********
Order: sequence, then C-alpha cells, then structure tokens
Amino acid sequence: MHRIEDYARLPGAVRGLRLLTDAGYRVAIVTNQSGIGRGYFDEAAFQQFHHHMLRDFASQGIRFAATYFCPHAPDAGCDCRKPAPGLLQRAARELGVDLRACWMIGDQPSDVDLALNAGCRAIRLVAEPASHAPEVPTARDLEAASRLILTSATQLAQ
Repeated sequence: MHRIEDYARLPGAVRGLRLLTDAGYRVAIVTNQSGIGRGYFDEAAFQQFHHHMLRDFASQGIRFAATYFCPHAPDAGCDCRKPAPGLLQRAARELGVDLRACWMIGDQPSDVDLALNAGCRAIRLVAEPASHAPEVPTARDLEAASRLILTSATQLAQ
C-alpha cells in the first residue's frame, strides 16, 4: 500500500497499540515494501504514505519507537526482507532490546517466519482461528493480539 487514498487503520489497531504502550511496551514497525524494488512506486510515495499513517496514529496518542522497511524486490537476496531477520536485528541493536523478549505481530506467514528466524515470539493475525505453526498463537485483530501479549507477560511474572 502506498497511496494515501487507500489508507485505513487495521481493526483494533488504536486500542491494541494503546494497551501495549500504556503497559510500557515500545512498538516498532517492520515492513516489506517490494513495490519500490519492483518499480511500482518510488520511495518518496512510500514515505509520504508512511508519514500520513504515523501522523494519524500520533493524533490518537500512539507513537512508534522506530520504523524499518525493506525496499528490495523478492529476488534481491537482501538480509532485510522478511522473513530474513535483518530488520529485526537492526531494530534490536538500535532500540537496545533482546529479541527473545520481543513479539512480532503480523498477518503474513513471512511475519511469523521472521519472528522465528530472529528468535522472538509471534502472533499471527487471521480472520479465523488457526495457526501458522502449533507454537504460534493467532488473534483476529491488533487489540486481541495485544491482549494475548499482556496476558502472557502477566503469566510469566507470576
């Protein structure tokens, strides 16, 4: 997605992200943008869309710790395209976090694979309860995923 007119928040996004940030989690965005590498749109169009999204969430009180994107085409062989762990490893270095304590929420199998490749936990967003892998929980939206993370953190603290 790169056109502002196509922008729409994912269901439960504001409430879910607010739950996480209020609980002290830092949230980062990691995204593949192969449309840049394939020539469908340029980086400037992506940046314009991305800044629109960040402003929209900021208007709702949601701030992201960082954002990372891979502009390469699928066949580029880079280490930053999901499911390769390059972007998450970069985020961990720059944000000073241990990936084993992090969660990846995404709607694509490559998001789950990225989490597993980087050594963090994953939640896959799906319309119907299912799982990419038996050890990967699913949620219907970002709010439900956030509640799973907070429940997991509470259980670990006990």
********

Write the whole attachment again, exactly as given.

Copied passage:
Order: sequence, then C-alpha cells, then structure tokens
Amino acid sequence: MHRIEDYARLPGAVRGLRLLTDAGYRVAIVTNQSGIGRGYFDEAAFQQFHHHMLRDFASQGIRFAATYFCPHAPDAGCDCRKPAPGLLQRAARELGVDLRACWMIGDQPSDVDLALNAGCRAIRLVAEPASHAPEVPTARDLEAASRLILTSATQLAQ
Repeated sequence: MHRIEDYARLPGAVRGLRLLTDAGYRVAIVTNQSGIGRGYFDEAAFQQFHHHMLRDFASQGIRFAATYFCPHAPDAGCDCRKPAPGLLQRAARELGVDLRACWMIGDQPSDVDLALNAGCRAIRLVAEPASHAPEVPTARDLEAASRLILTSATQLAQ
C-alpha cells in the first residue's frame, strides 16, 4: 500500500497499540515494501504514505519507537526482507532490546517466519482461528493480539 487514498487503520489497531504502550511496551514497525524494488512506486510515495499513517496514529496518542522497511524486490537476496531477520536485528541493536523478549505481530506467514528466524515470539493475525505453526498463537485483530501479549507477560511474572 502506498497511496494515501487507500489508507485505513487495521481493526483494533488504536486500542491494541494503546494497551501495549500504556503497559510500557515500545512498538516498532517492520515492513516489506517490494513495490519500490519492483518499480511500482518510488520511495518518496512510500514515505509520504508512511508519514500520513504515523501522523494519524500520533493524533490518537500512539507513537512508534522506530520504523524499518525493506525496499528490495523478492529476488534481491537482501538480509532485510522478511522473513530474513535483518530488520529485526537492526531494530534490536538500535532500540537496545533482546529479541527473545520481543513479539512480532503480523498477518503474513513471512511475519511469523521472521519472528522465528530472529528468535522472538509471534502472533499471527487471521480472520479465523488457526495457526501458522502449533507454537504460534493467532488473534483476529491488533487489540486481541495485544491482549494475548499482556496476558502472557502477566503469566510469566507470576
């Protein structure tokens, strides 16, 4: 997605992200943008869309710790395209976090694979309860995923 007119928040996004940030989690965005590498749109169009999204969430009180994107085409062989762990490893270095304590929420199998490749936990967003892998929980939206993370953190603290 790169056109502002196509922008729409994912269901439960504001409430879910607010739950996480209020609980002290830092949230980062990691995204593949192969449309840049394939020539469908340029980086400037992506940046314009991305800044629109960040402003929209900021208007709702949601701030992201960082954002990372891979502009390469699928066949580029880079280490930053999901499911390769390059972007998450970069985020961990720059944000000073241990990936084993992090969660990846995404709607694509490559998001789950990225989490597993980087050594963090994953939640896959799906319309119907299912799982990419038996050890990967699913949620219907970002709010439900956030509640799973907070429940997991509470259980670990006990």